Congratulations on your new family member! NOW WHAT? Don’t worry this sheet of things to know will help you get started. First of all I encourage you to reference the internet, library and local feed stores about anything you can find out about rabbits. There is tons of vital information as well as very interesting facts regarding your new bunny. In this page I will help introduce you to some basics that can help put you at ease. I have yet to meet anyone who knows "everything" out there about rabbits. I have found that blending lots of opinions helps find many solutions to hurdles I have encountered.

1. Handling your bunny:

NEVER EVER PICK YOUR RABBIT UP BY THE EARS! Rabbits are extremely fragile and do not react well to yelling or chasing! This will create fear and quite possibly aggression as well as an unmanageable pet! Be calm. Patience is rewarded with your bunny. Offer treats when your rabbit approaches you on her own. Let her know your presence is a positive situation with benefits. When holding your rabbit use gentle petting. They love their ears stroked. If your rabbit is jumpy and begins its fit throwing in your arms, simply cup your hand over her eyes and speak in soothing tones. Your rabbit should relax. Rabbits usually cannot fear what they don’t see. Always monitor children when interacting with your bunny.





I strongly advise you to spay and neuter your bunnies. You should never breed your rabbits without consulting a professional. You could endanger the health of mom and babies without appropriate knowledge as well as chancing an invasion of babies at your residence.

3. DIET:

Please do not feed your rabbit strictly pellets! Pellets should be measured 1/4 a cup for 5-7lbs, 1/2 a cup for 8-10lbs, and 3/4 a cup for 11-15lbs. Baby bunnies through the age of 6 months should be given unlimited pellets along with the other portion of their balanced diet due to the fact they are nutrient and calorie packed which growing bunnies need!
Alfalfa hay should be given to babies up to 7 months of age as well as kindling mothers. Adults should receive Timothy hay or oat. Make your rabbits hay available at all times. This is vital to their digestion. Veggies are wonderful sources of nutrition for your bunny. Avoid cabbage, lettuce and avocado. Carrots, broccoli, mustard greens etc. are great ones to introduce. Do not give any veggies to bunnies less than 3 months old. Fruits are a great treat and can be offered in small amounts 2-3 times a week. Examples are sliced apples, bananas or oranges. Again the internet has endless info on lists of safe foods for your bunny. Make sure your bunny has plenty of fresh drinking water daily!


Here is a list of foods that are safe for rabbits that I go by:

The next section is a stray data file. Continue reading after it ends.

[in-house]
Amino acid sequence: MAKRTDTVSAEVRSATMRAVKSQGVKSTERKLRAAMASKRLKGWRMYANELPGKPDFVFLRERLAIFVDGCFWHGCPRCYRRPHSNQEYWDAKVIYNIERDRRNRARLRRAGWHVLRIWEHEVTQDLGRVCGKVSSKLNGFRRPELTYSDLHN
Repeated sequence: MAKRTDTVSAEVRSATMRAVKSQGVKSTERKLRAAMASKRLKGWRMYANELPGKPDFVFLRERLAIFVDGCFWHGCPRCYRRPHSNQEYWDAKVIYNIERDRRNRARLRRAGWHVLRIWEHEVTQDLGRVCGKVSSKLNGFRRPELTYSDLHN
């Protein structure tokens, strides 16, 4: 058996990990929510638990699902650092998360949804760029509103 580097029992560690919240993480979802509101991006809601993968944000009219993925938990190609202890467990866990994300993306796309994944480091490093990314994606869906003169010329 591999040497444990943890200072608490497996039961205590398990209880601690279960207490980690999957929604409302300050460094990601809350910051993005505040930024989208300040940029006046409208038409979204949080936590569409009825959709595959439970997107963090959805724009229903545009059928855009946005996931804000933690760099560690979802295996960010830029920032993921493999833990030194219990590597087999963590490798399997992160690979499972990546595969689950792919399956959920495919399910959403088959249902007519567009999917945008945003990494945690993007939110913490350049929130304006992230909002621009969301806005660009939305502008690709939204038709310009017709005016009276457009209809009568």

Vegis should be given in moderatin daily!

2-4 carrots, mustard or collard greens, clover, parsley, dandelion flowers and leaves, cilantro, green peppers, broccoli, alfalfa, raddish, and clover sprouts, romain lettuce, celery without the strings, spinach, kale

Fruits should be given in small amounts!

2-4 raisins per day, apples bannanas, strawberries, grapes, peaches, blueberries, rasberries, orange, melon


crackers, cookies, seeds, nuts, chocolate, sugary breakfast cereals, corn, peas, potatoes, iceberg lettuce, treats with meat, or avocado, cabbage, lettuce



Selecting a cage for your new bunny should be conducted carefully. It needs to include a litter box, feeder, water bottle, toys, and bedding as well as your bunny. I recommend a cage with a drop pan which makes clean up much easier. Clean cage about twice a week. I use a diluted bleach and water solution or vinegar and make sure surfaces are completely dry before returning your bunny. Do not use cedar or pine shavings for bedding. Aspen, straw, towels, blankets, or newspaper is great. You should use a separate kind of bedding in your litter box than in the bottom of the cage to make it clear that they may use the restroom in that area. It is highly encouraged to house your bunny indoors away from predators, heat and possible parasite threats! Cages with mesh bottoms will require a resting block to prevent sore hocks.




-lack of appetite, diarrhea, few or no fecal pellets, listlessness, crusty ears, overgrown teeth, mucus around eyes or nose, urine soaked fur, lump or swelling, head tilt or any sudden behavior change.


6. Exercise:

Before allowing your bunny to run the house, make sure to close all the doors. They can fit through the tightest places. Cover cords, phone jacks, cables and wires. Remove any cleaners or poisons in their reach. Put up your other pets. And supervise! An enclosed play area is best!

These are simply my opinions as a rabbit owner. They are certainly not the only way to raise a healthy rabbit! I encourage you to become more educated about the health and safety of your pet beyond this page. I will help any way I can if you should have any questions regarding your bunny. Enjoy your new pet! 

By Brandy A. @ BunnyBees.com

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